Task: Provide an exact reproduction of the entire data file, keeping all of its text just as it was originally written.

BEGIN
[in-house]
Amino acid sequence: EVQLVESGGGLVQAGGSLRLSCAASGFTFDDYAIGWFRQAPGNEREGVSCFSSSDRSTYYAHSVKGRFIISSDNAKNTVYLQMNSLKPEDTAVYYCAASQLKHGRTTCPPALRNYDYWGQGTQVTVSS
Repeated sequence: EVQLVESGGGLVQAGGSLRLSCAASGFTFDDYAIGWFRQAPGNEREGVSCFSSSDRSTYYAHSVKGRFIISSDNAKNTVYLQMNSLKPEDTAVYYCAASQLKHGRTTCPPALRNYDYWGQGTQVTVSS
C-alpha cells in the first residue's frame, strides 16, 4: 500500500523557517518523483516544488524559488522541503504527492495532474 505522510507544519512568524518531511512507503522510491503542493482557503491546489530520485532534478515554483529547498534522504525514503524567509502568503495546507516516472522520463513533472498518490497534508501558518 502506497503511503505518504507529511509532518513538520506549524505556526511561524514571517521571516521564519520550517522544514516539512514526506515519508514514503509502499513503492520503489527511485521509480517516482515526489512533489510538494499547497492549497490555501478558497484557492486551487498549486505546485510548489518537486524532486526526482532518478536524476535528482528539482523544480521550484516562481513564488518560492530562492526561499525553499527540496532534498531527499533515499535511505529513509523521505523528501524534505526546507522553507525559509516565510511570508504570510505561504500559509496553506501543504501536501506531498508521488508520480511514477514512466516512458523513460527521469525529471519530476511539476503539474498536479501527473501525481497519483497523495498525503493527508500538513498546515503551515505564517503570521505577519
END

[in-house]
Amino acid sequence: EVQLVESGGGLVQAGGSLRLSCAASGFTFDDYAIGWFRQAPGNEREGVSCFSSSDRSTYYAHSVKGRFIISSDNAKNTVYLQMNSLKPEDTAVYYCAASQLKHGRTTCPPALRNYDYWGQGTQVTVSS
Repeated sequence: EVQLVESGGGLVQAGGSLRLSCAASGFTFDDYAIGWFRQAPGNEREGVSCFSSSDRSTYYAHSVKGRFIISSDNAKNTVYLQMNSLKPEDTAVYYCAASQLKHGRTTCPPALRNYDYWGQGTQVTVSS
C-alpha cells in the first residue's frame, strides 16, 4: 500500500523557517518523483516544488524559488522541503504527492495532474 505522510507544519512568524518531511512507503522510491503542493482557503491546489530520485532534478515554483529547498534522504525514503524567509502568503495546507516516472522520463513533472498518490497534508501558518 502506497503511503505518504507529511509532518513538520506549524505556526511561524514571517521571516521564519520550517522544514516539512514526506515519508514514503509502499513503492520503489527511485521509480517516482515526489512533489510538494499547497492549497490555501478558497484557492486551487498549486505546485510548489518537486524532486526526482532518478536524476535528482528539482523544480521550484516562481513564488518560492530562492526561499525553499527540496532534498531527499533515499535511505529513509523521505523528501524534505526546507522553507525559509516565510511570508504570510505561504500559509496553506501543504501536501506531498508521488508520480511514477514512466516512458523513460527521469525529471519530476511539476503539474498536479501527473501525481497519483497523495498525503493527508500538513498546515503551515505564517503570521505577519